Last updated: December 15, 2021
Sale of e-cigarettes
The sale of e-cigarettes is allowed subject to restrictions such as location-based sales restrictions.
Use in indoor public places, workplaces, and public transport
The regulations prohibit using or holding a lit or electronic tobacco product (defined to include e-cigarettes) in all indoor public places, indoor workplaces, and on public transport.
Advertising and promotion (excluding point of sale product display)
While the law does not address e-cigarette advertising and promotion specifically, there are some restrictions on advertising generally. The Advertisements Regulation Act places restrictions on where advertisements may be placed. Advertisements, such as posters and “hoardings” (billboards), are prohibited on walls, trees, poles, and fences except for in or on one’s own premises so long as the advertisement relates to the business or trade carried on or in those premises.
Point of sale product display
The law does not address the display of e-cigarettes at points of sale. Therefore, the law is interpreted as allowing point of sale product display.
Sale of e-cigarettes via the internet
The law does not address the sale of e-cigarettes through the internet; therefore, the sale of e-cigarettes through the internet is allowed.
Flavors (other than tobacco flavor)
The law does not address flavors in e-cigarettes; therefore, the use of flavors in e-cigarettes is allowed.
The law does not address ingredients or additives in e-cigarettes; therefore, there are no restrictions on the use of ingredients or additives in e-cigarettes.
Health warnings on product packaging
The law prohibits the sale of any tobacco product (which is defined to include e-cigarettes) without health warnings. Health warnings are required to be displayed in accordance with the standards specified in the First Schedule. However, no warnings have been prescribed for e-cigarettes; instead, the First Schedule contains only warnings for smoked and smokeless tobacco products. Therefore, the regulatory status code “Not Required” is given.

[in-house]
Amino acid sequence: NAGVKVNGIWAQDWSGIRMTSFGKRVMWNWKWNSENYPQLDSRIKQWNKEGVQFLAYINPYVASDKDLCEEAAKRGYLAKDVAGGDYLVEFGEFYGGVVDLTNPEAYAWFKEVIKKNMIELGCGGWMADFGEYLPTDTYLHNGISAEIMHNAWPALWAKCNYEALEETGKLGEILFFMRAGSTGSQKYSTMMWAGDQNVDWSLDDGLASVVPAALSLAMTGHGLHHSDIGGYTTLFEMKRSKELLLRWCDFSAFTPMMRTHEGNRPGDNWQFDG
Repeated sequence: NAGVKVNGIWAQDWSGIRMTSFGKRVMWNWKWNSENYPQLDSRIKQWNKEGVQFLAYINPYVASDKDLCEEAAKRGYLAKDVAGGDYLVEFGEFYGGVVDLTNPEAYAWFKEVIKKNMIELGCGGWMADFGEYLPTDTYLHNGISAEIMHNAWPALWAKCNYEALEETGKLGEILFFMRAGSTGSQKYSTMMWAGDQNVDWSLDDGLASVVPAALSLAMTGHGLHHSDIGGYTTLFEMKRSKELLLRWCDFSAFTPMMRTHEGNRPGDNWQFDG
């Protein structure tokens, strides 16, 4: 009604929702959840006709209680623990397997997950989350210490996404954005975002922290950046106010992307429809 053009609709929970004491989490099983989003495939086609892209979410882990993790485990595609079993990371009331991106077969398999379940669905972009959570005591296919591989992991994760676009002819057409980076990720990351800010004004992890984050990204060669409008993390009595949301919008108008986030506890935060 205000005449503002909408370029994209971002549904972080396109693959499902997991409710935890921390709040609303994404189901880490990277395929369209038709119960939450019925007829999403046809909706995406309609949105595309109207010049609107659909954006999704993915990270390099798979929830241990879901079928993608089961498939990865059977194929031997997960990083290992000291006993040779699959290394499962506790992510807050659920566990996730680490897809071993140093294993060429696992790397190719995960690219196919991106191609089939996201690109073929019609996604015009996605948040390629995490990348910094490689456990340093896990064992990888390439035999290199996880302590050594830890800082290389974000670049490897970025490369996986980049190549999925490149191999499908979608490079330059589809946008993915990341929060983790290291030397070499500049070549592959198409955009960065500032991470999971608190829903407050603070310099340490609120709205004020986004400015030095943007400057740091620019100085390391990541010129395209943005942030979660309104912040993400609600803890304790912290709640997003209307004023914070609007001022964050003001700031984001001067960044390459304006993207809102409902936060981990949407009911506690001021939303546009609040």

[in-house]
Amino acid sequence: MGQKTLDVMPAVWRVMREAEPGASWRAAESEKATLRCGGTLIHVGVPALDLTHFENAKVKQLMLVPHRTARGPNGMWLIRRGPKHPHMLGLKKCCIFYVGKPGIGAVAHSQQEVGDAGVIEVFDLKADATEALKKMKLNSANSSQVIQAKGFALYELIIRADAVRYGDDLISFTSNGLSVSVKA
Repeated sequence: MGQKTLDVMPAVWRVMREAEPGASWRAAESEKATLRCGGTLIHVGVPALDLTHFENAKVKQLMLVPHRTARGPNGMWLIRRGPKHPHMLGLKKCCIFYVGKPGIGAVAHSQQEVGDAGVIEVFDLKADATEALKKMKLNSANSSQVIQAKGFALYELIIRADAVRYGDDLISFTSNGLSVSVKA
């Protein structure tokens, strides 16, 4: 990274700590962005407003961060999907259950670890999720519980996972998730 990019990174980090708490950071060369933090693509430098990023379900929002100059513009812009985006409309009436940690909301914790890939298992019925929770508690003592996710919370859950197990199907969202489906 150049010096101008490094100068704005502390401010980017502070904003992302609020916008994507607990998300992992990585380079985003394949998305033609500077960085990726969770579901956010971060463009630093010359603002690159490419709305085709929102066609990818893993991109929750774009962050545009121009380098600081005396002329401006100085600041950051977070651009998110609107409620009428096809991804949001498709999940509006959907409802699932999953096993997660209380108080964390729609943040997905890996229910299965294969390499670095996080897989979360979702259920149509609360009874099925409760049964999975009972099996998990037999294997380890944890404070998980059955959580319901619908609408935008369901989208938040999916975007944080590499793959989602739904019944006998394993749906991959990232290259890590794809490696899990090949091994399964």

Other product packaging and labeling requirements
The Consumer Protection Act prohibits generally all misleading and deceptive conduct in the course of trade or business. This includes conduct that is “likely to mislead the public as to the nature, manufacturing process, characteristics, suitability for a purpose or quantity of goods or services.”
In addition, the Public Health (Tobacco Control) Regulations, 2013 prohibit the use on tobacco product (which is defined to include e-cigarettes) packaging and labeling of any item that may suggest or imply that “use [of the product] or exposure to its smoke or emissions is not hazardous or is less hazardous than that of other tobacco products or any similar product.” This includes a prohibition of terms such as “light,” “ultra light,” “mild,” and similar words, whether or not it is part of the brand name. It also covers any graphics, numbers, other package design characteristics, and any other sign that may be misleading or create a false impression.
Maximum nicotine concentration
The law does not address nicotine concentration levels in e-cigarettes; therefore, there is no prescribed maximum nicotine concentration.
The law does not address device requirements for e-cigarettes.
Manufacturer/importer disclosures and/or notification requirements
The law requires manufacturers, importers, and exporters of tobacco products (which is defined to include e-cigarettes) to make annual disclosures to the Minister of Health with respect to business information, distribution, and sales. In addition, the Minister may request disclosure of design features and laboratory reports.
It is uncertain under what circumstances a manufacturer would be required to disclose contents and ingredients. The relevant law states “where a manufacturer is required to provide information on the ingredients used in the manufacture of tobacco and tobacco products to the Minister…”, and this implies that the Minister has the authority to require this disclosure. However, it is unclear under what circumstances this would take place.
The law prohibits the sale of tobacco products (which is defined to include e-cigarettes) in government, educational, sports, and healthcare facilities.